Premature Menopause: An Overview

The first in our series of articles exploring premature menopause.

One of the least discussed menopause-related topics is premature menopause.

By definition, premature menopause or premature ovarian insufficiency (POI) is a menopause that occurs before the age of 45, given that the average woman undergoes the menopause between 45 and 55 years old. To be clear, that does not include symptoms of the menopause or perimenopause. The menopause is exactly 12 full months without a period. If you experience this before the age of 45, you’re going through premature menopause. So, what causes it, and are you susceptible to it?

…for the majority of natural POI cases (90%, to be exact) there is no underlying cause.

There are plenty of causes of premature menopause; both natural and unnatural. Let’s start with the natural. This can be genetic, or have to do with chromosome abnormalities (like Turner Syndrome) which affects your ovaries. Likewise, an autoimmune disease (the cause of about 5% of POI cases) or an infection (like malaria, tuberculosis, and mumps) can cause POI, though the latter is rarer. However, for the majority of natural POI cases (90%, to be exact) there is no underlying cause. Now, if you think you may be at risk of a natural POI, it’s important to know that in most cases of natural POI, the ovaries don’t completely fail, which means that you can still eventually get your period, ovulate, and get pregnant – this is not the same as menopause!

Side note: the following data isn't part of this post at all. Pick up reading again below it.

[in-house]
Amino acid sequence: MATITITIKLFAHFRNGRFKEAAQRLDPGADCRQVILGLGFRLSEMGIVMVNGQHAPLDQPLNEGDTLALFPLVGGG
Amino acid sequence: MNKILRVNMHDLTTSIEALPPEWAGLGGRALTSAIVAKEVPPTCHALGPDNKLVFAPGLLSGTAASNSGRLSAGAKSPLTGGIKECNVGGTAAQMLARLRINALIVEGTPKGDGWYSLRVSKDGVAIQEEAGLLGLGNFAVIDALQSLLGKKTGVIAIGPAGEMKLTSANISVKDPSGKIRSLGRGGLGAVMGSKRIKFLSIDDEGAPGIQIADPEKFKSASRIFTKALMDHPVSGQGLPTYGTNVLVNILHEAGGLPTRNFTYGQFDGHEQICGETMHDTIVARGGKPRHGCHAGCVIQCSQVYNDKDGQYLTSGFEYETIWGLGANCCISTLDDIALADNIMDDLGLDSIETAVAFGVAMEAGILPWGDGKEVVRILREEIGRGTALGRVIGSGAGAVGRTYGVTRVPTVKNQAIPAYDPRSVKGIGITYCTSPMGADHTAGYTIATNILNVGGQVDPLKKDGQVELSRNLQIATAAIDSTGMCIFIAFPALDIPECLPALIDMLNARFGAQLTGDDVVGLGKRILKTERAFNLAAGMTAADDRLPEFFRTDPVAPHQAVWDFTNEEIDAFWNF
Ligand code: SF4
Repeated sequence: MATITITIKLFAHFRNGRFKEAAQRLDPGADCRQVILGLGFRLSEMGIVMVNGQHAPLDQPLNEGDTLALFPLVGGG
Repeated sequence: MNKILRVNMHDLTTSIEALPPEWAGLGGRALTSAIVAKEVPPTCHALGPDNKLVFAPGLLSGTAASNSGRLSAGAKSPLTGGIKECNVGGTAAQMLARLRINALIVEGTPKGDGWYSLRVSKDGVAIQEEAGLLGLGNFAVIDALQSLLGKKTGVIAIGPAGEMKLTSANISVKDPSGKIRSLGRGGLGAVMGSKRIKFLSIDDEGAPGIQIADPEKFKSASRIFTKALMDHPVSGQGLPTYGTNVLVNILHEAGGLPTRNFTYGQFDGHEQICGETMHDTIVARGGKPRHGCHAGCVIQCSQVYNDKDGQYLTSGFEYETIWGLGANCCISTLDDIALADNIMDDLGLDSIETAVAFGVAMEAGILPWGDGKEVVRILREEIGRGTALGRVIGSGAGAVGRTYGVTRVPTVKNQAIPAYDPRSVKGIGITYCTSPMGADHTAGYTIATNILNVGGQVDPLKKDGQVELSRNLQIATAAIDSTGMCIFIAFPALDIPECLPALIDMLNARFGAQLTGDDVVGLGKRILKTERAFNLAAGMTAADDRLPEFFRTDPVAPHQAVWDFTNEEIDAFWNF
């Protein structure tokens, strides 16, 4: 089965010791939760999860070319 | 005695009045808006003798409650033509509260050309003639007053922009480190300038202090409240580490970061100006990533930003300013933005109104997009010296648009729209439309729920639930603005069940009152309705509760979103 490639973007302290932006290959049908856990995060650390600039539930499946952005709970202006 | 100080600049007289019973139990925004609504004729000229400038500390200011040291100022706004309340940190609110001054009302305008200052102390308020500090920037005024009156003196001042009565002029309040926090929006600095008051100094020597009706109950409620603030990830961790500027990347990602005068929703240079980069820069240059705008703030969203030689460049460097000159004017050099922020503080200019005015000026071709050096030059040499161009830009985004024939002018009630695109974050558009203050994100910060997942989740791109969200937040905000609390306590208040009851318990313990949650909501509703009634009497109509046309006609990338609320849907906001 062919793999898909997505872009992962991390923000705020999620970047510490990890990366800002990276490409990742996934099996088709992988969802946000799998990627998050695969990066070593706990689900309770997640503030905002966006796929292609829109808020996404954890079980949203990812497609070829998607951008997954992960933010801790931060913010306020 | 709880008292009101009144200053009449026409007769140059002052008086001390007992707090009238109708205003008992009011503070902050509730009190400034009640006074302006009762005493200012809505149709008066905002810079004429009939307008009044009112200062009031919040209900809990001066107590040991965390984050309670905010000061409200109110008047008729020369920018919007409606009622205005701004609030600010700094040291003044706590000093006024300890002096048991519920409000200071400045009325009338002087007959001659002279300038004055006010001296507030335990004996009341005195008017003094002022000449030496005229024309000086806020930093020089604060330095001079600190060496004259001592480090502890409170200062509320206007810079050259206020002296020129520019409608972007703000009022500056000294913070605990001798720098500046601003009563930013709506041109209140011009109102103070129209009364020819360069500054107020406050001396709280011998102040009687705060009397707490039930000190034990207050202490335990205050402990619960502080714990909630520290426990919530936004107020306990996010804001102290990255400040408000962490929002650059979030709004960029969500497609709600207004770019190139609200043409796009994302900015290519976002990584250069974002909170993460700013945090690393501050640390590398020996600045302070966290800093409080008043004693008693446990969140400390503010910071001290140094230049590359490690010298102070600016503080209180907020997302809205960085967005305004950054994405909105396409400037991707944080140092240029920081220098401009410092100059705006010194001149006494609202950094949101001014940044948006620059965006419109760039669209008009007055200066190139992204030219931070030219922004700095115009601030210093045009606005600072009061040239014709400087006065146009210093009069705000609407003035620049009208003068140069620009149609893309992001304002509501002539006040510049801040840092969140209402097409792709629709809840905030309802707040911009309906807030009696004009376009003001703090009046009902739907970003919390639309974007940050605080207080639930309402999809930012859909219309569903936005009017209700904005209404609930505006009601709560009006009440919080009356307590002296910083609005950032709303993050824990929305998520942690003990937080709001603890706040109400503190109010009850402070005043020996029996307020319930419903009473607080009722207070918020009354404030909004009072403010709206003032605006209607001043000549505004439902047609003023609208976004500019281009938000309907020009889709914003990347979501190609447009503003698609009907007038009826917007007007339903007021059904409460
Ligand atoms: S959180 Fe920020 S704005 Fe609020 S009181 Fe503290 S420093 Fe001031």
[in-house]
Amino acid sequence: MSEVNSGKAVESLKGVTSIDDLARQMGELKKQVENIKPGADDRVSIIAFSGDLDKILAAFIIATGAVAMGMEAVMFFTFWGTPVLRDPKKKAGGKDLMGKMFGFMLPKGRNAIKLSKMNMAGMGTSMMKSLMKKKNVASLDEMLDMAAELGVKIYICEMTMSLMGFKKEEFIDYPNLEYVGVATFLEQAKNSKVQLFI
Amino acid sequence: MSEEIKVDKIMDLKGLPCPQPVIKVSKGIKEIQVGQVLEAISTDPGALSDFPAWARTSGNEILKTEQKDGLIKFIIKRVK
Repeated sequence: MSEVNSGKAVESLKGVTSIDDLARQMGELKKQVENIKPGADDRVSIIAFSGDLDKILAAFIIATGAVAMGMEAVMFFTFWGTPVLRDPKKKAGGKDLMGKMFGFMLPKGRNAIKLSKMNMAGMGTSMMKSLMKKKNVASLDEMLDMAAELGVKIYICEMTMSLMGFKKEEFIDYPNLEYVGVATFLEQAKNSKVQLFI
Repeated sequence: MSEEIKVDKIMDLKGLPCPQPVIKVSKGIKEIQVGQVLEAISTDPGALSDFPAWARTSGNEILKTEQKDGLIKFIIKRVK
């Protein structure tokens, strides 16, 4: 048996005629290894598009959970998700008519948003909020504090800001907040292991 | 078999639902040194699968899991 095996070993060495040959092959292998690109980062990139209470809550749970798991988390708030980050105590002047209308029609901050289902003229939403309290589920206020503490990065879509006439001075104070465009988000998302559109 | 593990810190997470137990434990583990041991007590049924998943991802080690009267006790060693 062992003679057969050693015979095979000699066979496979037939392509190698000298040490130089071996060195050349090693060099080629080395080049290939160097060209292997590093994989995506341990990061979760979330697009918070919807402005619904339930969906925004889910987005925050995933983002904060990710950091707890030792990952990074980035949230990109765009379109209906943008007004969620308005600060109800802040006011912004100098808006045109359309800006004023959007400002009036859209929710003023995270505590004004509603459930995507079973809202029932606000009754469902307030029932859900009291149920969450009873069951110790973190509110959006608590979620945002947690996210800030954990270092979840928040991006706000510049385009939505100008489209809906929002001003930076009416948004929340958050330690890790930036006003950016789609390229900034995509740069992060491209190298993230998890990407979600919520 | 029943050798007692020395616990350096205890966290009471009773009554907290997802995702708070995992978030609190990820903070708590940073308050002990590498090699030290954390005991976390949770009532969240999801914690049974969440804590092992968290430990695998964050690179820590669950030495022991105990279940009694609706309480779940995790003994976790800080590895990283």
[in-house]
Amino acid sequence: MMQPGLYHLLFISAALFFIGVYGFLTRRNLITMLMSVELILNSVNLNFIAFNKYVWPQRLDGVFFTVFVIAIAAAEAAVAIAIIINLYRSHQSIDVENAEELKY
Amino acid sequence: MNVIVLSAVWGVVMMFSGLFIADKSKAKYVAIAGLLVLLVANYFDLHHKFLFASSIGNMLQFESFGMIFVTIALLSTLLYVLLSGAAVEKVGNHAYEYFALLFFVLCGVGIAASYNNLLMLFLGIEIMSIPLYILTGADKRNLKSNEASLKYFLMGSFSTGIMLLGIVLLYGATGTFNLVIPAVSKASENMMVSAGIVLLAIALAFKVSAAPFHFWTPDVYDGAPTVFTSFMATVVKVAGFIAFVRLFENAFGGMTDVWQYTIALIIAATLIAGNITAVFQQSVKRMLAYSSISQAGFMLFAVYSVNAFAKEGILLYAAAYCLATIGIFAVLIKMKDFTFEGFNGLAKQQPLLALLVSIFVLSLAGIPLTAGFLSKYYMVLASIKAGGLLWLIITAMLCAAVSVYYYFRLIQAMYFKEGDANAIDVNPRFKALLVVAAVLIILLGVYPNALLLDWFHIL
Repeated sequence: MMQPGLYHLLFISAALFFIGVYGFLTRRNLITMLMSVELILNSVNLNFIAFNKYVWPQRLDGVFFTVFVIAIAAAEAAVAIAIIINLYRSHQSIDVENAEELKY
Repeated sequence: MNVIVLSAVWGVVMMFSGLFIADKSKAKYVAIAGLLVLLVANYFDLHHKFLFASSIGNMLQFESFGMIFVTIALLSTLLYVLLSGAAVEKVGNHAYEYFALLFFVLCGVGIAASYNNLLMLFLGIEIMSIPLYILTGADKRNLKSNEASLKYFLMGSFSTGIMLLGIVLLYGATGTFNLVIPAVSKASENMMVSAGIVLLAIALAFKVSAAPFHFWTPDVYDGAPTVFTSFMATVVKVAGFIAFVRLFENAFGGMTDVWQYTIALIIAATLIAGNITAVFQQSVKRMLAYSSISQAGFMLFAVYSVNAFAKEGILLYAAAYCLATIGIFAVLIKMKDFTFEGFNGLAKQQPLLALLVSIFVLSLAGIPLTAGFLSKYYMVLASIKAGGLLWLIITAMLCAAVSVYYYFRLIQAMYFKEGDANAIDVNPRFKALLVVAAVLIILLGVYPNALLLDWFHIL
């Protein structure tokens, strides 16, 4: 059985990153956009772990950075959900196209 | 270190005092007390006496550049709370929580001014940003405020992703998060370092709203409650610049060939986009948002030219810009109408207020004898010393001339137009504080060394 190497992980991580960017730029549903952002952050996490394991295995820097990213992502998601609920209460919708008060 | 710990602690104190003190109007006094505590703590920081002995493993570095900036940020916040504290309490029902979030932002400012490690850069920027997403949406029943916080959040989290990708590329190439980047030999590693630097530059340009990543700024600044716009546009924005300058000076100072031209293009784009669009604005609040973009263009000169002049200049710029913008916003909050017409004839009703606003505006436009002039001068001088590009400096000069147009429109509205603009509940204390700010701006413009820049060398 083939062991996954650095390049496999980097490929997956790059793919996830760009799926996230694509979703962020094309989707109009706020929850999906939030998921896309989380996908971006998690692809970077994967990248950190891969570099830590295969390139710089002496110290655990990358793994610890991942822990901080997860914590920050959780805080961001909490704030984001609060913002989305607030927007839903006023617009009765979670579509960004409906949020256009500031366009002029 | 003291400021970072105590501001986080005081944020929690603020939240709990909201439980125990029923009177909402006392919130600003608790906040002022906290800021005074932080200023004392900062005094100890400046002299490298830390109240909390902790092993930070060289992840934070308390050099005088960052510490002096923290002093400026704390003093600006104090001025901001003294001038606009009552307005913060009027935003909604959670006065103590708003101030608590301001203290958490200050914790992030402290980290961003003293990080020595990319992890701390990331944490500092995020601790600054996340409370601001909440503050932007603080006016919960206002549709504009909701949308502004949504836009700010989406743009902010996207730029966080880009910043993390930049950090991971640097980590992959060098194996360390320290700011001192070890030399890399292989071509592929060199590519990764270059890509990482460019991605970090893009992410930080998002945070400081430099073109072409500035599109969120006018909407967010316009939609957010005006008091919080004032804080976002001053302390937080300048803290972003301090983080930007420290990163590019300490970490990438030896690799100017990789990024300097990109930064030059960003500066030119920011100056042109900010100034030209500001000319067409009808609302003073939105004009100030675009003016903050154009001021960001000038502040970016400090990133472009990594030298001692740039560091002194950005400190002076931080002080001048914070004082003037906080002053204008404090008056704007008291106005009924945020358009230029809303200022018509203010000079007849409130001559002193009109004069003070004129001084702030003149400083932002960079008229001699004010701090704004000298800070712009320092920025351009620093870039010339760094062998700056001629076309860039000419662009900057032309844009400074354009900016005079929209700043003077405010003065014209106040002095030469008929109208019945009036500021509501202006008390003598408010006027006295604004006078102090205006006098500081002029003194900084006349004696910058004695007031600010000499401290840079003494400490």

Alternatively, on the unnatural side, radiotherapy and chemotherapy can sometimes cause premature menopause (depending on your age, type of treatment, and area of treatment), as well as having your ovaries removed (a hysterectomy, for example).

…for those experiencing premature menopause or POI, it can be incredibly difficult, especially because it is highly likely that no one around you is going through it.

Symptoms of early menopause are the same as symptoms of the menopause, including hot flushes, insomnia, mood swings and anxiety. Likewise, treatment of premature menopause is the same as that of the menopause, i.e. HRT, or alternative treatments and natural remedies.

Regardless of the cause, POI is fairly rare in the UK, given that only about 1% of women under 40 in the UK suffer from it (that is, 1 in 100 women under the age of 40). It’s even rarer at younger ages, with rates dropping to 0.1% and 0.01% under 30 and 20, respectively. Nonetheless, for those experiencing premature menopause or POI, it can be incredibly difficult, especially because it is highly likely that no one around you is going through it. Even at a ‘normal’ age, the menopause can be something that is scary, difficult to understand, and isolating – so at a younger age, these feelings might only be amplified.

If you are going through premature menopause, know that there are resources and you don’t have to face this alone. Our friends at The Daisy Network do an excellent job at providing information and support for premature menopause. With annual events, newsletters, private Facebook groups and chat forums, and live chats and videos, you can find the support and the help you need so you feel a little less alone, and a lot more informed!

NEXT ARTICLE: PREMATURE MENOPAUSE – THE LACK OF EXPOSURE

If you are currently experiencing or have experienced premature menopause and would be happy to share your story, we would love to hear from you. Email us at info@megsmenopause.com.


SIGN UP TO MEG’S NEWSLETTER

Stay up-to-date and sign up for Meg’s weekly newsletter packed full of tips and delivered with love to your inbox.